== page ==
ERIC Number: ED109550
Record Type: Non-Journal
Publication Date: 1975
The Relationship of Teacher's Cognitive Style to Minority Student Satisfaction.
Archibald, Robert D.
This study was undertaken in an attempt to determine if the traits of flexibility, openness, and sensitivity found in high school teachers would be associated with higher levels of satisfaction among students in general and among minority students in particular. Thirty-nine teachers and 953 students served as subjects in the study. Three measures were administered to teachers: (1) the Parsons-Kreuter Ressentiment Index; (2) the This I Believe test; and (3) the Cross Cultural Sensitivity test. These scales were related to a measure of student satisfaction with the teacher and school environment obtained via the Friedenberg-Nordstrom Ressentiment Index. Support was found for the hypothesis that the openness, flexibility, and sensitivity of a teacher's cognitive style and perceptual systems can have positive effects on the satisfaction and adjustment of students. Unusual or exceptional patterns of relating to others did not seem to be required for successful communication with minority students. However, without the sensitivity to understand another and to resist the inclination to make strong and negative attributions based on unusual behavior, the "concerned" teacher may be seen as paternalistic and unresponsive. (Author/PC)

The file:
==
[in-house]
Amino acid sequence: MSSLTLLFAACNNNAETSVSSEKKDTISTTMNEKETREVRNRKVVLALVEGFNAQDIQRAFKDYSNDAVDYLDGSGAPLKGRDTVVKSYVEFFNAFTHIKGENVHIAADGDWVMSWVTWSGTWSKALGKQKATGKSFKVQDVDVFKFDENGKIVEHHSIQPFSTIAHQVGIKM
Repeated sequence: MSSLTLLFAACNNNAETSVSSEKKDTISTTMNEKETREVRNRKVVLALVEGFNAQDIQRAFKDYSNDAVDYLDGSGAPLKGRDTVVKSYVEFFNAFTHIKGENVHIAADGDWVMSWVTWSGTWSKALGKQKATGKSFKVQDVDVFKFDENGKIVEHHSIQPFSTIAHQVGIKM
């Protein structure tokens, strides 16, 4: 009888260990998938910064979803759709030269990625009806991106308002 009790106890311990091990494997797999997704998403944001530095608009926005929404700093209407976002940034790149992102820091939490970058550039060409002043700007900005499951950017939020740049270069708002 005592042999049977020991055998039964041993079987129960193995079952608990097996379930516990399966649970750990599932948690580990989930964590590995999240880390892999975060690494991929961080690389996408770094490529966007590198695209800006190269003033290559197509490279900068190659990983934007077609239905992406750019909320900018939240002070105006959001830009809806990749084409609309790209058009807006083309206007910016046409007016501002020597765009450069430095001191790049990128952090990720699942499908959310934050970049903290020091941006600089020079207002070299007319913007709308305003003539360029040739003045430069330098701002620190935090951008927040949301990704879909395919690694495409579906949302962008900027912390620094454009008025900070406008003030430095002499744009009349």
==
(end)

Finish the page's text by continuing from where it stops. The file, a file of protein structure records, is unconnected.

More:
Publication Type: Reports - Research
Education Level: N/A
Authoring Institution: N/A